The other day at work I had an impassioned conversation with a customer over what characterizes a book – that is to say, a solid, tangible, paperbound object – versus an e-book, that increasingly popular digital commodity that is poised to take over the world of literature, if it has not already done so.
One of the things I pointed out about e-books is that they’re not actually ‘books’ at all. Even a completed novel or biography isn’t technically a ‘book’ until it has been bound and placed between two covers. Before a collection of human thoughts is transformed into what we call a ‘book’, it is merely a story, a manuscript, a document, or a text. I sold my first novel to a publisher in March of this year, and I will continue to refer to it as ‘my novel’ until multiple copies of it have been printed and bound, whereupon I will finally be able to refer to it as ‘my book’.
I am not opposed to my novel existing as an e-book per se, but seeing my words on the screen of an e-reader would feel no different than seeing them on my own computer screen, and my instinct to edit might kick back in. I would not be able to escape the feeling that my manuscript had reverted to some earlier and less-formed version of itself. It would be nothing more than an electronic file on a computer device, just as it was the day I wrote down the first sentence on a blank Word document and clicked ‘Save As’.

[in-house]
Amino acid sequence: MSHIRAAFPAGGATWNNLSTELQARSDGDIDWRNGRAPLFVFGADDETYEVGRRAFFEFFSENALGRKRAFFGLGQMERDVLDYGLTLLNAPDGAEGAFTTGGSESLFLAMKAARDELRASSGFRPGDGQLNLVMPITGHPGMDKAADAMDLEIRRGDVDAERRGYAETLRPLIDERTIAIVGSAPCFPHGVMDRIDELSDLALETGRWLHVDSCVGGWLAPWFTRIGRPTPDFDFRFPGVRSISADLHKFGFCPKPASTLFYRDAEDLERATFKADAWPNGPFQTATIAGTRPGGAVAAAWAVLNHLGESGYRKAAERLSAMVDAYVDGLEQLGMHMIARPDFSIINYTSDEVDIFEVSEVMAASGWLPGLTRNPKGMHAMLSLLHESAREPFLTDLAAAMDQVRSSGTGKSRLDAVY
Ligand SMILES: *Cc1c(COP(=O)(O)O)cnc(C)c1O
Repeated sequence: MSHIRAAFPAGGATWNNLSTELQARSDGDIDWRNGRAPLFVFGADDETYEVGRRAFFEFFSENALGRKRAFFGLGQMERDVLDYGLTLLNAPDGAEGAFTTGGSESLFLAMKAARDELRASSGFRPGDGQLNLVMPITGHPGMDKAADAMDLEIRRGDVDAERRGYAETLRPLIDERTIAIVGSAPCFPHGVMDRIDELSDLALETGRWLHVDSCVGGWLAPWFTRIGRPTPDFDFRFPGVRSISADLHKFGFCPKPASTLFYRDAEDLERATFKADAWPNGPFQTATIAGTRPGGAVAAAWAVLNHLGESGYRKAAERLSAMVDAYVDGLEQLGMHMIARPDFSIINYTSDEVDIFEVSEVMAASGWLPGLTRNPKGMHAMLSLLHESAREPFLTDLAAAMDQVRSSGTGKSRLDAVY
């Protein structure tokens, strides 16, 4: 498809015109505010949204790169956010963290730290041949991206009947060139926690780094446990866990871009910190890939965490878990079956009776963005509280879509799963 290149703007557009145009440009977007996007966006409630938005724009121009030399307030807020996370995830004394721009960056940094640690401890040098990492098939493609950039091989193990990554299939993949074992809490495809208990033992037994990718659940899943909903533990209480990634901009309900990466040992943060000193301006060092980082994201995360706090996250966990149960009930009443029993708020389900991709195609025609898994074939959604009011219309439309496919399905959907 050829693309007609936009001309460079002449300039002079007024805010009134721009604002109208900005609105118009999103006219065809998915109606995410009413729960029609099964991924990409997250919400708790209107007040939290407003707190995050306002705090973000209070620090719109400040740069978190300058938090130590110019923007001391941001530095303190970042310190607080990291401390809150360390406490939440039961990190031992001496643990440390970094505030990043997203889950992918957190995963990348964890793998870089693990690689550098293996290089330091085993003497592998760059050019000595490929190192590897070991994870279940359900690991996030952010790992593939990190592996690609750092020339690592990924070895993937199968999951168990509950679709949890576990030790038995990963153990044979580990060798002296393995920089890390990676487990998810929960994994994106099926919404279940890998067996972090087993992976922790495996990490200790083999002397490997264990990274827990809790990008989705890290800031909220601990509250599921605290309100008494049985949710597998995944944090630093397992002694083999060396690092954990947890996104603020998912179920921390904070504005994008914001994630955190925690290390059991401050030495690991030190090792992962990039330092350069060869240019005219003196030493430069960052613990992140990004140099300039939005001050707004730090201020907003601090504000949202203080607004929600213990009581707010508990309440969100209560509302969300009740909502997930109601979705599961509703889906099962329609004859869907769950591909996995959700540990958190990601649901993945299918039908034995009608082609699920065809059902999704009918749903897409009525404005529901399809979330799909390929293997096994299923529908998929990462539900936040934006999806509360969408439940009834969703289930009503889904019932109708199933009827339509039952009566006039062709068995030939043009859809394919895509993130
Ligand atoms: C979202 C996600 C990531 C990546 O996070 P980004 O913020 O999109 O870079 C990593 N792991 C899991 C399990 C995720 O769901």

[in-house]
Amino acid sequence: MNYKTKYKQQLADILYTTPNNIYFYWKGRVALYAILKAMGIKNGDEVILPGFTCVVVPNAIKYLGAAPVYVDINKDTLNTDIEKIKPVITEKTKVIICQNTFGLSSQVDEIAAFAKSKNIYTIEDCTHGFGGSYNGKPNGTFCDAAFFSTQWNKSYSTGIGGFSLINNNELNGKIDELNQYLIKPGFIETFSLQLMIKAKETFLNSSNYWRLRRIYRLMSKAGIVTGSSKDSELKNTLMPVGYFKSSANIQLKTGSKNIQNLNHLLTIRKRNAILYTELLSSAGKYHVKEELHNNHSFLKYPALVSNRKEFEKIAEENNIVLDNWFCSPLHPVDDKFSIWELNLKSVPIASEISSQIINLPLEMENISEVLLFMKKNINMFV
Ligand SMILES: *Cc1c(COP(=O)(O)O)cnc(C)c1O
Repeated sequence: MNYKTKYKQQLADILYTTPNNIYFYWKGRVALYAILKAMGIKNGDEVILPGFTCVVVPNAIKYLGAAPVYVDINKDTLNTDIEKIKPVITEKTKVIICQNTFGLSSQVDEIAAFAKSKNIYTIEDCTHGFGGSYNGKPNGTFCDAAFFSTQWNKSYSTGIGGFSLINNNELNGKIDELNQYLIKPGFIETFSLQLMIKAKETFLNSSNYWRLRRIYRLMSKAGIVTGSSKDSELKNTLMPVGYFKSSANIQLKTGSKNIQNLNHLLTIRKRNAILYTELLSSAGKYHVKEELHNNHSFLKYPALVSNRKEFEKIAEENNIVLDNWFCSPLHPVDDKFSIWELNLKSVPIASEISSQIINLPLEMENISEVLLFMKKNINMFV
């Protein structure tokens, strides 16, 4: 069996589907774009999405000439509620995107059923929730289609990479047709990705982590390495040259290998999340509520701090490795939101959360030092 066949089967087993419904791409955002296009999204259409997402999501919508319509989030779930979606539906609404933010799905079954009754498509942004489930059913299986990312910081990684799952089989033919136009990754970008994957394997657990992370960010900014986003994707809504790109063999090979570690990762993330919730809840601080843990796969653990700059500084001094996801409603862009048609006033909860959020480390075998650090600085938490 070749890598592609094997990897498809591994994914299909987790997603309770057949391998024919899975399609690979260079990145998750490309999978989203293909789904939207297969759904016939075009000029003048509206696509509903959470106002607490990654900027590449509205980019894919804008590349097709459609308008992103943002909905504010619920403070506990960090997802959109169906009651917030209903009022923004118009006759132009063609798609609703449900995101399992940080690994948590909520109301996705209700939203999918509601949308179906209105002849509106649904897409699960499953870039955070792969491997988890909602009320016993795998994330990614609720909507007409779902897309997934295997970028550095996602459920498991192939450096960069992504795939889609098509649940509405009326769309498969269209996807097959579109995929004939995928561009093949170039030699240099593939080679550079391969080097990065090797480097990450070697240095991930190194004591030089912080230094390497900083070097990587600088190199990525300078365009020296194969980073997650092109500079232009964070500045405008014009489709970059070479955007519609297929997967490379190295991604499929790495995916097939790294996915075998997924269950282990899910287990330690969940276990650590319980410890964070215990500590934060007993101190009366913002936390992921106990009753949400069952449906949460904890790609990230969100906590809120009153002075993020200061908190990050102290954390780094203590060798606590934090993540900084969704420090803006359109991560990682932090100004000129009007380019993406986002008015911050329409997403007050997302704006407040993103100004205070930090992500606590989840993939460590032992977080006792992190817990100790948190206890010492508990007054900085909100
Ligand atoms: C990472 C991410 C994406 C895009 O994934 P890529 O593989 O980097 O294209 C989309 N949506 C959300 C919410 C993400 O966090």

My book, however, with its flip-able pages and author photo, its carefully chosen cover design and back-cover synopsis, its tangibility, papery scent and, dare I say it, its personality – now that is a thing unto itself. The thing I am most proud of in my apartment is my book shelf, which I show off every chance I get. I would simply not experience the same joy in showing someone the list of titles stored in my e-reader.
I do not mean to argue the advantages of paperbound books over their electronic counterparts. The contents of both are, for the most part, the same, and the differences lie mainly in medium. I am simply pointing out a semantic fact. E-books are not ‘books’ but digitized compositions. They exist only in theory, in an electronic realm, and do not cause the hearts of bibliophiles everywhere to throb with unbridled booklust. If you’re anything like me, your love of books extends beyond the story between the covers, and spills over – sometimes literally, in the form of coffee or spaghetti sauce – onto the object itself.
To emphasize my point, even Wikipedia, which revolutionized the accessibility of digital information and has all but eliminated the use of paperbound encyclopaedias, knows enough to set the record straight. Call up the article for ‘Book’ on that website and the very first sentence reads: “A book is a book.”
I couldn’t have said it better myself.